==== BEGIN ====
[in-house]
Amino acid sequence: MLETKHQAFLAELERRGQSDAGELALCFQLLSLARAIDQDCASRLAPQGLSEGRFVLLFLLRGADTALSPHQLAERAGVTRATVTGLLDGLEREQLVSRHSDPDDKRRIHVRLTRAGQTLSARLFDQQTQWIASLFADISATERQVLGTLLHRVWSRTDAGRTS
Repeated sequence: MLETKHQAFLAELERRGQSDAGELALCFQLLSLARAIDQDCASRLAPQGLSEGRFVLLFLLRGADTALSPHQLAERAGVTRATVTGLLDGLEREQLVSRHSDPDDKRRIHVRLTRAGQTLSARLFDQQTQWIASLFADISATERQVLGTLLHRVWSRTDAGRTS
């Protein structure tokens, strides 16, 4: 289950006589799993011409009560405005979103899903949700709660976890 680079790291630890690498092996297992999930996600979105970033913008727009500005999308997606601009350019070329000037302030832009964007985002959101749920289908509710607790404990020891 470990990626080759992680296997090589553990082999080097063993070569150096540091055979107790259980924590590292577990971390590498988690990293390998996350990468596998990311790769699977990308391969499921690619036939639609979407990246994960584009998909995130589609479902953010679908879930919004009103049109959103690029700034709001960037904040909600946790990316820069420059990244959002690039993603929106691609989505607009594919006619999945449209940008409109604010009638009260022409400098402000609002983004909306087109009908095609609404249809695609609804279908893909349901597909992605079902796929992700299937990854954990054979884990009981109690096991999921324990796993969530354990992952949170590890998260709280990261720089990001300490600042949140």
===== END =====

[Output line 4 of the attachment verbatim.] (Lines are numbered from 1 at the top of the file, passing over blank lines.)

């Protein structure tokens, strides 16, 4: 289950006589799993011409009560405005979103899903949700709660976890 680079790291630890690498092996297992999930996600979105970033913008727009500005999308997606601009350019070329000037302030832009964007985002959101749920289908509710607790404990020891 470990990626080759992680296997090589553990082999080097063993070569150096540091055979107790259980924590590292577990971390590498988690990293390998996350990468596998990311790769699977990308391969499921690619036939639609979407990246994960584009998909995130589609479902953010679908879930919004009103049109959103690029700034709001960037904040909600946790990316820069420059990244959002690039993603929106691609989505607009594919006619999945449209940008409109604010009638009260022409400098402000609002983004909306087109009908095609609404249809695609609804279908893909349901597909992605079902796929992700299937990854954990054979884990009981109690096991999921324990796993969530354990992952949170590890998260709280990261720089990001300490600042949140």